In my previous post about password security, I looked at the setting commonly found on password-protected systems, namely the number of incorrect login attempts. In this post, I will look at password complexity.
Most of us, at some point, have had an intended password rejected by the system for not meeting password complexity requirements. But, are so called “strong” passwords really more secure?
Security is, at the end of the day, a function of time. How long would it take to perform a brute-force (keep guessing until you get it right) attack. The more passwords we have to go through, the [...]
Two of my passions outside of work are baseball and ministry. Nine years ago these two worlds collided as a youth baseball ministry formed to train young athletes to lead and play differently than the example set for them in the media. Serving at the annual leadership and skills training camp has been one of the greatest joys in my life. Camp is one week away and I can’t wait!
I was just reading Joe Staples’ call to empower agents to deliver a great customer experience and it really struck a chord. Common sense but so uncommon in practice.
An experience last week at an airport “golden arches” emphasized the need to give employees (in contact center speak, those are the agents) the power to deliver a great customer experience.
While I waited for my food, a woman came up to the young man working the register and complained that her order was wrong. She would explain the mix up and the worker would explain which sandwich comes with which combo. This went back and forth several times, with neither of the two of them budging on the point. As an observer, I could see the frustration in both [...]
Mathematical models are powerful tools that are used to make clear the repercussions of business decisions. In the contact center industry there are really three types of mathematical models that get wide use. As a call center analyst, you are probably familiar with all of these.
1. Predictive models – used to forecast volume, handle times, agent shrinkage, customer experience scores, etc.
2. Descriptive models – used to simulate a call center environment to determine the expected service provided given alternative staffing scenarios
3. Prescriptive models- used to determine the best capacity plans (hiring, overtime, training, etc.) or agent schedules.
We are always being told to give 110% or pushed to always strive for 100%. Sometimes that just isn’t possible. Take schedule adherence in the contact center, for example.
Schedule adherence = are my agents doing what they are scheduled to do?
Typically your contact center has a percentage goal that the employees strive to reach. If your center is anything like the one I used to work in, management may decide to be a little lenient at first and let something like 97% be the goal. You are able to marry-up the idea that you need agents to be there [...]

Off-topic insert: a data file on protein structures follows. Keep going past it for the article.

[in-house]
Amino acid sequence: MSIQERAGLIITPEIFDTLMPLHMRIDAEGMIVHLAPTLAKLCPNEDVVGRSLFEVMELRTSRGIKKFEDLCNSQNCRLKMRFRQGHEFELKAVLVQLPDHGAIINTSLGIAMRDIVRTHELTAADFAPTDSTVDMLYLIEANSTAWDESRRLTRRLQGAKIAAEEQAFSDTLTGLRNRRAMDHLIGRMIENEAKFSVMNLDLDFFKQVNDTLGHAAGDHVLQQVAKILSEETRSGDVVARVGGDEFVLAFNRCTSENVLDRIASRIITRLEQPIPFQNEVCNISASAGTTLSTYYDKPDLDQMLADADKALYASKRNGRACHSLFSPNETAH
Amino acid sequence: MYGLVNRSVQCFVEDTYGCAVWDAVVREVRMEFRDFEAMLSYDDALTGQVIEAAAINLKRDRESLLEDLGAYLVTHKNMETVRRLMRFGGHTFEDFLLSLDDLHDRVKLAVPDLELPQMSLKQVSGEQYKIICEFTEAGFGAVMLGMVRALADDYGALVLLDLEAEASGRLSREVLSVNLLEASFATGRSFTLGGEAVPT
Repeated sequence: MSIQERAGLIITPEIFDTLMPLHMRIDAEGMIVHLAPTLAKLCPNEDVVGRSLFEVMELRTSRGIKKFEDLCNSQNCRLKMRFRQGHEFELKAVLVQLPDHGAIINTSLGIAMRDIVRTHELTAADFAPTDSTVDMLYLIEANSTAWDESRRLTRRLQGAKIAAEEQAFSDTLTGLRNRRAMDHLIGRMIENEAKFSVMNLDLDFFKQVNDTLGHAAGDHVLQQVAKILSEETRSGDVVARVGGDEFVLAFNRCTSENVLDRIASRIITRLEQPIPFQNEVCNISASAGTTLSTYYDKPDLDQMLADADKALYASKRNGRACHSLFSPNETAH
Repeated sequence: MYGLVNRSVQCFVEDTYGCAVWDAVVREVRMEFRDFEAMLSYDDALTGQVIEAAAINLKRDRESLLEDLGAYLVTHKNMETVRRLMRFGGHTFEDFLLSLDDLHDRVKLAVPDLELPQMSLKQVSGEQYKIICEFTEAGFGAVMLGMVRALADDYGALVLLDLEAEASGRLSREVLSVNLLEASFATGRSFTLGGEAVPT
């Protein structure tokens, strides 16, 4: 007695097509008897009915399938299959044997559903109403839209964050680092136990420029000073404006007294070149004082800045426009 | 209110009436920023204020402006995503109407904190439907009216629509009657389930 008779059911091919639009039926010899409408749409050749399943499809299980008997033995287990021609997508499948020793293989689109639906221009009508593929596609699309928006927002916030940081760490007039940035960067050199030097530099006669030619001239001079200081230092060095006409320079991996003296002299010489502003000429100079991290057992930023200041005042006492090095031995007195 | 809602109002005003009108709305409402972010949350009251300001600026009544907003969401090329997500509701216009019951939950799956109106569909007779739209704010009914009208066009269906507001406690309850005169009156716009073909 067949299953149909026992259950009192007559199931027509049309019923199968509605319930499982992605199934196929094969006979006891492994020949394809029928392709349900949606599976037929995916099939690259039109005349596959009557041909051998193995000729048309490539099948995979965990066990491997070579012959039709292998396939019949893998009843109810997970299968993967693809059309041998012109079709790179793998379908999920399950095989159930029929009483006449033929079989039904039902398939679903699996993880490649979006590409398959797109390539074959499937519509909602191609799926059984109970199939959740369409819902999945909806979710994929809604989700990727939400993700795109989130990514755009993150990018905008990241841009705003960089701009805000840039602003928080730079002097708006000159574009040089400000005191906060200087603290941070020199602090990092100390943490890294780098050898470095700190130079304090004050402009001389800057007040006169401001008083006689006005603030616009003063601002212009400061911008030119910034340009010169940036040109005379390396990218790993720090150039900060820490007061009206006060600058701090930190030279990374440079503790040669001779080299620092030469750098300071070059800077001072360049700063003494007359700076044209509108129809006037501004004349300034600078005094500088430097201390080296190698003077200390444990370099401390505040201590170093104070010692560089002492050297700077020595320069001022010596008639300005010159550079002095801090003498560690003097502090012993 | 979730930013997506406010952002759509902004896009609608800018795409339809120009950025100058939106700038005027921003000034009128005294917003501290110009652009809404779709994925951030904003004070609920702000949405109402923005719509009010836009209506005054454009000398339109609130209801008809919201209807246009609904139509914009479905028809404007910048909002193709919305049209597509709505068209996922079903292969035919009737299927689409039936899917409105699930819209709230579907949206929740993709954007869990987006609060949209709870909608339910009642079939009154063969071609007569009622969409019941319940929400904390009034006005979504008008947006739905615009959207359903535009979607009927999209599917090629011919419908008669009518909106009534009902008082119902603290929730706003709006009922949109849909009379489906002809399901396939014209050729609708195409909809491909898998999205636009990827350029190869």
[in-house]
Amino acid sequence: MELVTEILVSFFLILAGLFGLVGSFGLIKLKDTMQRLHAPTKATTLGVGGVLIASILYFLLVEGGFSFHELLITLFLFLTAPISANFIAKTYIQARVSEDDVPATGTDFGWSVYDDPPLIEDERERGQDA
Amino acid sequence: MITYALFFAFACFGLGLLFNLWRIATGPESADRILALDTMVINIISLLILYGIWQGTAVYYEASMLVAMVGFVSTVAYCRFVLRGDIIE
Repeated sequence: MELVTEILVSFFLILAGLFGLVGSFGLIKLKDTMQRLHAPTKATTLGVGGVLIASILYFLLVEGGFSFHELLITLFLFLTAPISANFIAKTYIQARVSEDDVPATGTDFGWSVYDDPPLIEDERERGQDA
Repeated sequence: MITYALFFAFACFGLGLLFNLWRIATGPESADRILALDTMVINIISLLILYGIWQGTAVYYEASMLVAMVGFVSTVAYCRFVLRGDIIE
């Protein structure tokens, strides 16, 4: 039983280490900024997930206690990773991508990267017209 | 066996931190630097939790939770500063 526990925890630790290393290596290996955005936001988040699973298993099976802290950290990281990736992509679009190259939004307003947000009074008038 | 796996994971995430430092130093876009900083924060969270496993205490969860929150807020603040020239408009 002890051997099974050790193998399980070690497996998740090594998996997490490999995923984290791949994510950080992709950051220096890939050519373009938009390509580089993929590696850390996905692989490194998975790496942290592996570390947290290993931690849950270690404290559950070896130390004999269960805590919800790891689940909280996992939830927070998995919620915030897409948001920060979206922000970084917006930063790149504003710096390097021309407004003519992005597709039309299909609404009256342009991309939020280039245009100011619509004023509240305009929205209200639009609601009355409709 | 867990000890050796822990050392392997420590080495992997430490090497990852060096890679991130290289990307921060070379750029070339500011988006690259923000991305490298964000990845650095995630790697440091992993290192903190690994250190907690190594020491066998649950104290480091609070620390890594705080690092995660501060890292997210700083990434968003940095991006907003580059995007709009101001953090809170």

Christmas will be over in just a few days. Vacations will be behind us. Family members will travel back home. And we’ll all be launching into a new year. For contact centers and unified communications, what trends can we expect to see and what surprises might lay in store?
Art Schoeller, vice president, principal analyst at Forrester Research and I (with added help from Sheila McGee-Smith, founder and principal analyst at McGee-Smith Analytics, and Don Van Doren, principal of UniComm Consulting) will be broadcasting a complimentary webinar, “Key 2014 Contact Center Trends and Priorities: How you can be ready,” where we’ll try and [...]
Security is a key component of many modern computer systems and our Customer Interaction Center (CIC) solution is no exception. Sadly, too often we in the IT world don’t really understand the entire security issue, and as a result, produce a system that is easily compromised. There are two components to consider for good security – the technology and the people. If we don’t consider the latter and make their lives easier, they will take steps to work around the technical measures we put in place.
In this post, I want to focus on a single security setting, the number [...]
For years (and I suppose still for many a CFO), moving customers to self-service options was a cost savings measure, not a way to improve customer satisfaction scores. But it doesn’t have to be that way… if you do it correctly!
Let me start with a couple tips from the writers at www.softwareadvice.com in an article they published on the subject important features your self-service portals should include.
Couple their ideas about reducing customer effort and making the search bar the centerpiece of your self-service support, with a multichannel view of customer interactions and you’re off to a good start.
This question came up in class the other day, so I decided to look into it and document a solution. The student posed the following dilemma – you are a call center supervisor, and you want to know when anyone in your work group spends more than five minutes on an interaction. They wanted to know whether an alert could be set up for that condition within Customer Interaction Center.
The answer I came up with is to set up an alert in Interaction Center Business Manager monitoring the agent’s on phone status and pop a desktop alert to the [...]
The headline benefits for moving your contact center to the cloud are most notably increased flexibility, (read my earlier post, “Flexibility in the Cloud… What Does it Really Mean?”), lower initial capital investment, and reduced IT requirements, (covered in a previous post, “Is a Move to the Cloud Good or Bad for IT?”). The benefit that gets less notoriety, but has saved the skin of many a CIO and contact center director, is “faster deployment time.”
For it’s premises-based cousin, changing out the contact center meant hardware procurement, space planning, administration training, and telco agreements. Those all take time. And with [...]